If you do not update your client area by the deadline, then Microsoft will step in and "help" you by first showing some other pixels to your user, based on a combination of the "Fill in Some Background Color" technique (Section 1c3 of PART 1) and the "Cut off some Pixels" technique (Section 1c4 of PART 1). Exactly what pixels Microsoft shows your user is, well, complicated:

  • If your window has a WNDCLASS.style that includes the CS_HREDRAW|CS_VREDRAW bits (you pass the WNDCLASS structure to RegisterClassEx):

    • Something surprisingly reasonable happens. You get the logical behavior shown in Figures 1c3-1, 1c3-2, 1c4-1, and 1c4-2 of PART 1. When enlarging the client area, Windows will fill in newly exposed pixels with the "background color" (see below) on the same side of the window you are dragging. If needed (left and top border cases), Microsoft does a BitBlt to accomplish this. When shrinking the client area, Microsoft will chop off pixels on the same side of the window you are dragging. This means you avoid the truly heinous artifact that makes objects in your client area appear to move in one direction then move back in the other direction.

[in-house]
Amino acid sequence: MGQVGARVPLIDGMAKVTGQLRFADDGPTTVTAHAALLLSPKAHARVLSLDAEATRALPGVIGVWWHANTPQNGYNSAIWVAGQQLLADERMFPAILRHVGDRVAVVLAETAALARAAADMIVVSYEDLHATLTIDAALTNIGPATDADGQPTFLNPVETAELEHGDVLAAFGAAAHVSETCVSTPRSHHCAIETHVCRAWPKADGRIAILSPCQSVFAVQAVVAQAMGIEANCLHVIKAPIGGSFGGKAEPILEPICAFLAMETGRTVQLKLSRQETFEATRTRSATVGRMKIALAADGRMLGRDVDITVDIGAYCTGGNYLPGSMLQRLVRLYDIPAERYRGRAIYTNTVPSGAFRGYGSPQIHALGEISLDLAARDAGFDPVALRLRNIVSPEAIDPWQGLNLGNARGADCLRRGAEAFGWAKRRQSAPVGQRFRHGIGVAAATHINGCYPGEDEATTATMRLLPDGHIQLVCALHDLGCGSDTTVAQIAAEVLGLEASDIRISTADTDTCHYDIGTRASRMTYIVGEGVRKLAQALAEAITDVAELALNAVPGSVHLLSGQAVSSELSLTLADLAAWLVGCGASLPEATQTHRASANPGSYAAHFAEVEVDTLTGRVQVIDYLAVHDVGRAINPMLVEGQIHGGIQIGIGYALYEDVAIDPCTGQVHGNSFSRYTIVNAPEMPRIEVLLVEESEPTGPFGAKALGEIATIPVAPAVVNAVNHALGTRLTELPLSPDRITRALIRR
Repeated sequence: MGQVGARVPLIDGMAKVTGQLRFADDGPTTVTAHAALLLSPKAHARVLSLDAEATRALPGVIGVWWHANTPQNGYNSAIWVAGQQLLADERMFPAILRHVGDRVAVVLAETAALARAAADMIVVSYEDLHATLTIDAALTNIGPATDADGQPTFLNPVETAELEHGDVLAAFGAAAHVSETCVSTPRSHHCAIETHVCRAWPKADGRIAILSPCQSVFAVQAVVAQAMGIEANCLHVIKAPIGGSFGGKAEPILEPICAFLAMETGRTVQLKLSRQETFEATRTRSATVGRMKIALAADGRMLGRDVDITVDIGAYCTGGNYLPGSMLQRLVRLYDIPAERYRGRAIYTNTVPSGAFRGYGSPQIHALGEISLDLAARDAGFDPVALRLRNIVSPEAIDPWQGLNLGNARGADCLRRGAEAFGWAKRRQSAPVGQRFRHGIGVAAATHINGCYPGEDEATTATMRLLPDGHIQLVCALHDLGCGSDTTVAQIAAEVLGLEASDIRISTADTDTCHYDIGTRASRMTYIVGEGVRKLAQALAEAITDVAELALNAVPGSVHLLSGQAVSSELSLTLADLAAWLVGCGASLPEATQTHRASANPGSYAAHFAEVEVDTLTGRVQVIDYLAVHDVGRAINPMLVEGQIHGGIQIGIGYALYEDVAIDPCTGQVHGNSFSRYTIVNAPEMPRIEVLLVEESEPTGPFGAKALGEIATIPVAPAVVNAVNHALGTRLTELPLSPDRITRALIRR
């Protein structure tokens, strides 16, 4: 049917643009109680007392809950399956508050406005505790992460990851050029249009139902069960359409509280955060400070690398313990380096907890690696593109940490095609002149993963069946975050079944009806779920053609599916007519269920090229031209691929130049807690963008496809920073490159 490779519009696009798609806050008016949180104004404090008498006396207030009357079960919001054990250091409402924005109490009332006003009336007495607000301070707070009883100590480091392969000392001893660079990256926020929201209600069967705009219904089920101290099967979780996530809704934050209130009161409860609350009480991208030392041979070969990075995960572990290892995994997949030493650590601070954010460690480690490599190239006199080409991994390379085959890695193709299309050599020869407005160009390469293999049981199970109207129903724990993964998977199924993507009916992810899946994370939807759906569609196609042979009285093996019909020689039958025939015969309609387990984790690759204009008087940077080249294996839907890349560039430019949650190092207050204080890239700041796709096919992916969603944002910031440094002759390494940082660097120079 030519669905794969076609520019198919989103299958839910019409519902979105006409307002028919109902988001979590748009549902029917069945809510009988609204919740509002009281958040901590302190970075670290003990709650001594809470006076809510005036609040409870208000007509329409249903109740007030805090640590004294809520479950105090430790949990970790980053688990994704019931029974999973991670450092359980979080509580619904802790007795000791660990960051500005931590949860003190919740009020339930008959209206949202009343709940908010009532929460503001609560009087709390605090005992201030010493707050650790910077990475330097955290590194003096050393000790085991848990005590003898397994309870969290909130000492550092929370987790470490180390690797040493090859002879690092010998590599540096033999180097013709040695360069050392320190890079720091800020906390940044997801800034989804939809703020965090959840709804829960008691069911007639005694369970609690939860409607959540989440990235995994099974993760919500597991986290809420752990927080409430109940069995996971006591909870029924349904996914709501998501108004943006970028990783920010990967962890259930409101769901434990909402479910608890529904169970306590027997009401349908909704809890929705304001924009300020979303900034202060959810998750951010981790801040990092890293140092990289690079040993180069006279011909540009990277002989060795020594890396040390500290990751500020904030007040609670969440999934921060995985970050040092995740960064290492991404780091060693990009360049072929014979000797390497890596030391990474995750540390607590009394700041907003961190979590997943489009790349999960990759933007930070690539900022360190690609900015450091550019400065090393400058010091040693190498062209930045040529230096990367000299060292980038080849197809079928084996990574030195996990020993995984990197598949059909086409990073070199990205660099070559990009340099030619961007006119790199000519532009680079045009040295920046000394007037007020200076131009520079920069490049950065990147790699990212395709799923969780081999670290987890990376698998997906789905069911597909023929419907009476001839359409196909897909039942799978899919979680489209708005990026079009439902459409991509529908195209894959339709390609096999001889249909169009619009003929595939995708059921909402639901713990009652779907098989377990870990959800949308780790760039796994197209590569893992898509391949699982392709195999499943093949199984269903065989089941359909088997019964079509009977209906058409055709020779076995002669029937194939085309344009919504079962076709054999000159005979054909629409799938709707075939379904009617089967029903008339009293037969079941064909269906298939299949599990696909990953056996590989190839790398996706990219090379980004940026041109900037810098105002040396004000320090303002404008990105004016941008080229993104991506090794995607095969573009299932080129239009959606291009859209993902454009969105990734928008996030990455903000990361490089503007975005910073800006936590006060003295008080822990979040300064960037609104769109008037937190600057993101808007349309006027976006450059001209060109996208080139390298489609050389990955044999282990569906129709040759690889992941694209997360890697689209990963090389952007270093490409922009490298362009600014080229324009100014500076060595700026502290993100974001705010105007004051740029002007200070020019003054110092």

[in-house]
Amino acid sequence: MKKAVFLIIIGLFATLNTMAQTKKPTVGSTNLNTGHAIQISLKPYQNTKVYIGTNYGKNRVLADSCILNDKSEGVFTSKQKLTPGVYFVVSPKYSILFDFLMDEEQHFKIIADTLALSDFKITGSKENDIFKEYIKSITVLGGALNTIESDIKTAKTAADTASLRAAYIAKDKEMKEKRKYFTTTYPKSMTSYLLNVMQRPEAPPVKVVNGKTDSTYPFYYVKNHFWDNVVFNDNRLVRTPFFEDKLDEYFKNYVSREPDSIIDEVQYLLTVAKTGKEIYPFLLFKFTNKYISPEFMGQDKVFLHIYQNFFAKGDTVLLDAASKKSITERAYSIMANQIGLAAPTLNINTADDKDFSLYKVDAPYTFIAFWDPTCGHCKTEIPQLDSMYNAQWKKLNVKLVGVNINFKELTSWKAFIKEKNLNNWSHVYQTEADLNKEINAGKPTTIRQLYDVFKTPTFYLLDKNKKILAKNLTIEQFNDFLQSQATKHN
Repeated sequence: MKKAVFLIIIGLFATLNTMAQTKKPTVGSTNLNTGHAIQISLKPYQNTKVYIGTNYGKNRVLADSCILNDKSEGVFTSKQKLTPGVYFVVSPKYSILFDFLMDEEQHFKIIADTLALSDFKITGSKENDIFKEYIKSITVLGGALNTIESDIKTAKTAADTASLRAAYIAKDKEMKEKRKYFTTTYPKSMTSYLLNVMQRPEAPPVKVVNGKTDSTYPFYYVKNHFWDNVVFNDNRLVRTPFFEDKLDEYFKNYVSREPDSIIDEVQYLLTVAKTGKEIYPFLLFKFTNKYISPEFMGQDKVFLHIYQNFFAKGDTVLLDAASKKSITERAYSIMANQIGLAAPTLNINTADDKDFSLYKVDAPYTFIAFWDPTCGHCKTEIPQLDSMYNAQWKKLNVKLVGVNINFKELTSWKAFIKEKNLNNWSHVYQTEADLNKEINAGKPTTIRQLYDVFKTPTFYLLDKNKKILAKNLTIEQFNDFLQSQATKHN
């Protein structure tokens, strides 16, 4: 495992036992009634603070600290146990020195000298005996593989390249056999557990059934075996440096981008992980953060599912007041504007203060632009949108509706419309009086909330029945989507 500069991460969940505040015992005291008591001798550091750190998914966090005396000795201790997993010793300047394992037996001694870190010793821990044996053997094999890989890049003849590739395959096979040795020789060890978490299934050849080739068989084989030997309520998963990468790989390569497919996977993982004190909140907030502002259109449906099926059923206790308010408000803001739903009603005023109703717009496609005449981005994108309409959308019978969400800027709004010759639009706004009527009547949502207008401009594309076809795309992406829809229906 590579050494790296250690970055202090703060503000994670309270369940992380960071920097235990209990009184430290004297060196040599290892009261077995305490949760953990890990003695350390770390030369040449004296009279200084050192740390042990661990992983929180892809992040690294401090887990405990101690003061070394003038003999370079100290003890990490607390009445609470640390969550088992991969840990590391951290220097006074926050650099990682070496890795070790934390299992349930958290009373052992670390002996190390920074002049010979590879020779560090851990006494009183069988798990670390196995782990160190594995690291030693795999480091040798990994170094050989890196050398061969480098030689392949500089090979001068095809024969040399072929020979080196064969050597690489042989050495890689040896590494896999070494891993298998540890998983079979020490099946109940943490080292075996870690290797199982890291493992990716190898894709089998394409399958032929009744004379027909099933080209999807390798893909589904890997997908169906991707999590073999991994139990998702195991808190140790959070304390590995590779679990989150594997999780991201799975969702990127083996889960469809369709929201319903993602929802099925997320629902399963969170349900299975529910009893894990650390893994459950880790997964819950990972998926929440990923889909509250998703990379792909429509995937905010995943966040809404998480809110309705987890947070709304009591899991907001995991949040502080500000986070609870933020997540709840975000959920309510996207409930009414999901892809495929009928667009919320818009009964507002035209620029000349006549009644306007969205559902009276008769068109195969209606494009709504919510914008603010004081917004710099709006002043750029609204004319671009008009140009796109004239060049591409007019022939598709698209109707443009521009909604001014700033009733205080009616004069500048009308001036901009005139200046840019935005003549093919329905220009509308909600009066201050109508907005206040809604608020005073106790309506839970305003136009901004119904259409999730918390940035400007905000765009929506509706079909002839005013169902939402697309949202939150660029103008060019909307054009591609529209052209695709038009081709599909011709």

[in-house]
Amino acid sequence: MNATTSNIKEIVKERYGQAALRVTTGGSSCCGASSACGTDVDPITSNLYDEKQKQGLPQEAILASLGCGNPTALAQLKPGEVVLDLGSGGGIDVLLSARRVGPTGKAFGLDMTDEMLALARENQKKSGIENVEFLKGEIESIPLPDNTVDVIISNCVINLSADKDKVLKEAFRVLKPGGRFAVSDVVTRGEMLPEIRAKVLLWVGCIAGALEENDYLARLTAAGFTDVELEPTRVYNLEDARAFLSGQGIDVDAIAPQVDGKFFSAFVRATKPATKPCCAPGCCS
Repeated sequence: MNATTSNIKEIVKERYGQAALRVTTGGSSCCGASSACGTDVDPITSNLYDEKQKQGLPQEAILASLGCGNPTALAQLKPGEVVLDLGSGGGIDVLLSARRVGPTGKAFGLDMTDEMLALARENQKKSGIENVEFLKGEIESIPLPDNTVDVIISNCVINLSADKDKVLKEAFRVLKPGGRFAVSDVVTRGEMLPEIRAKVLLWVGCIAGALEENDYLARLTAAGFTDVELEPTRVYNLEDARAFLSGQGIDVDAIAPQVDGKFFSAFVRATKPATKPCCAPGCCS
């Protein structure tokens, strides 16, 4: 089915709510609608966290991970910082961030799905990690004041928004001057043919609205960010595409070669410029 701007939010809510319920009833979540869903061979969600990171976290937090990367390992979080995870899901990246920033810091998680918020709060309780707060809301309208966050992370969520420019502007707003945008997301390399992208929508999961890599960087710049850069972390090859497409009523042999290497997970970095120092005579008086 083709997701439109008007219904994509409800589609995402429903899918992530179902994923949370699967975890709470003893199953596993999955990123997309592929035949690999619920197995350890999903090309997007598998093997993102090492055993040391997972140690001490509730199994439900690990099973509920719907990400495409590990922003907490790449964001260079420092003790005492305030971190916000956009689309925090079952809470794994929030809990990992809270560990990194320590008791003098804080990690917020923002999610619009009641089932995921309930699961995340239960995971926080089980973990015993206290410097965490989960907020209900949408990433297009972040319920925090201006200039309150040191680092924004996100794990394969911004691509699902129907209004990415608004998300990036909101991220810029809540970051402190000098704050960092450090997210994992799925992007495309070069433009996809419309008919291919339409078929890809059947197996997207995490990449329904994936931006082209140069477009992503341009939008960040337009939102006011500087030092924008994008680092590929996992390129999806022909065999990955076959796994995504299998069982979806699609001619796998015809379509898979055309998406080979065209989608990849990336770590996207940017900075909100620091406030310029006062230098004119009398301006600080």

• This may be good enough to give you passable resize behavior, unless you really want to push it and see if you can totally prevent Windows from molesting your client area before you have a chance to draw (see below).

    • Do not implement your own WM_NCCALCSIZE handler in this case, to avoid buggy Windows behavior described below.

  • If your window has a WNDCLASS.style that does not include the CS_HREDRAW|CS_VREDRAW bits (including Dialogs, where Windows does not let you set WNDCLASS.style):

    • Windows tries to "help" you by doing a BitBlt that makes a copy of a certain rectangle of pixels from your old client area and writes that rectangle to a certain place in your new client area. This BitBlt is 1:1 (it does not scale or zoom your pixels).